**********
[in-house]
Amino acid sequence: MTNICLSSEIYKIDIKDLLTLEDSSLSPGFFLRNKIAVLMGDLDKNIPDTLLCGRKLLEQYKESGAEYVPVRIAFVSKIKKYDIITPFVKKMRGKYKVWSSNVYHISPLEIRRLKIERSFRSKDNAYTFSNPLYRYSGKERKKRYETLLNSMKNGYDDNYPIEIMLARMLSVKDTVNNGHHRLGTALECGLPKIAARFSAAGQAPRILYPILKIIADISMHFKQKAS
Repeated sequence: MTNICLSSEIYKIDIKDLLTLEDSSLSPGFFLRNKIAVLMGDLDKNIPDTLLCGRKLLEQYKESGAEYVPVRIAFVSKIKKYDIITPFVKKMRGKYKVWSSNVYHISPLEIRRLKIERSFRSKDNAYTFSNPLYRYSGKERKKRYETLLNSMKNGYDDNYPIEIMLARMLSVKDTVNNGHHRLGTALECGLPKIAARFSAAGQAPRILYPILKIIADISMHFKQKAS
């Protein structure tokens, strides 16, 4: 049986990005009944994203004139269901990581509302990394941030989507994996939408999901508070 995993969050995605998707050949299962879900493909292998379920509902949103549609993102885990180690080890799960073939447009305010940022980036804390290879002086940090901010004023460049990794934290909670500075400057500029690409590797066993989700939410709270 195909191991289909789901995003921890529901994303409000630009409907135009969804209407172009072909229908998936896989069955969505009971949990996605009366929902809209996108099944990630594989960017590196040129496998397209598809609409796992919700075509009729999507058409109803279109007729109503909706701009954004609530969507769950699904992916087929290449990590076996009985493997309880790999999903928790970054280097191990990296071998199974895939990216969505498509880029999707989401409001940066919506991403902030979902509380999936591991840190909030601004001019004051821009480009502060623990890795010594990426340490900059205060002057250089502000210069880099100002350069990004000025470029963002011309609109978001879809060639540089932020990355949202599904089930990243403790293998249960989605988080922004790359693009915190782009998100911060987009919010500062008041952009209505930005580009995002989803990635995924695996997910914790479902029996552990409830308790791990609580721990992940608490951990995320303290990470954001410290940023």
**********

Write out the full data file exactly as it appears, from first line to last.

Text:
[in-house]
Amino acid sequence: MTNICLSSEIYKIDIKDLLTLEDSSLSPGFFLRNKIAVLMGDLDKNIPDTLLCGRKLLEQYKESGAEYVPVRIAFVSKIKKYDIITPFVKKMRGKYKVWSSNVYHISPLEIRRLKIERSFRSKDNAYTFSNPLYRYSGKERKKRYETLLNSMKNGYDDNYPIEIMLARMLSVKDTVNNGHHRLGTALECGLPKIAARFSAAGQAPRILYPILKIIADISMHFKQKAS
Repeated sequence: MTNICLSSEIYKIDIKDLLTLEDSSLSPGFFLRNKIAVLMGDLDKNIPDTLLCGRKLLEQYKESGAEYVPVRIAFVSKIKKYDIITPFVKKMRGKYKVWSSNVYHISPLEIRRLKIERSFRSKDNAYTFSNPLYRYSGKERKKRYETLLNSMKNGYDDNYPIEIMLARMLSVKDTVNNGHHRLGTALECGLPKIAARFSAAGQAPRILYPILKIIADISMHFKQKAS
């Protein structure tokens, strides 16, 4: 049986990005009944994203004139269901990581509302990394941030989507994996939408999901508070 995993969050995605998707050949299962879900493909292998379920509902949103549609993102885990180690080890799960073939447009305010940022980036804390290879002086940090901010004023460049990794934290909670500075400057500029690409590797066993989700939410709270 195909191991289909789901995003921890529901994303409000630009409907135009969804209407172009072909229908998936896989069955969505009971949990996605009366929902809209996108099944990630594989960017590196040129496998397209598809609409796992919700075509009729999507058409109803279109007729109503909706701009954004609530969507769950699904992916087929290449990590076996009985493997309880790999999903928790970054280097191990990296071998199974895939990216969505498509880029999707989401409001940066919506991403902030979902509380999936591991840190909030601004001019004051821009480009502060623990890795010594990426340490900059205060002057250089502000210069880099100002350069990004000025470029963002011309609109978001879809060639540089932020990355949202599904089930990243403790293998249960989605988080922004790359693009915190782009998100911060987009919010500062008041952009209505930005580009995002989803990635995924695996997910914790479902029996552990409830308790791990609580721990992940608490951990995320303290990470954001410290940023």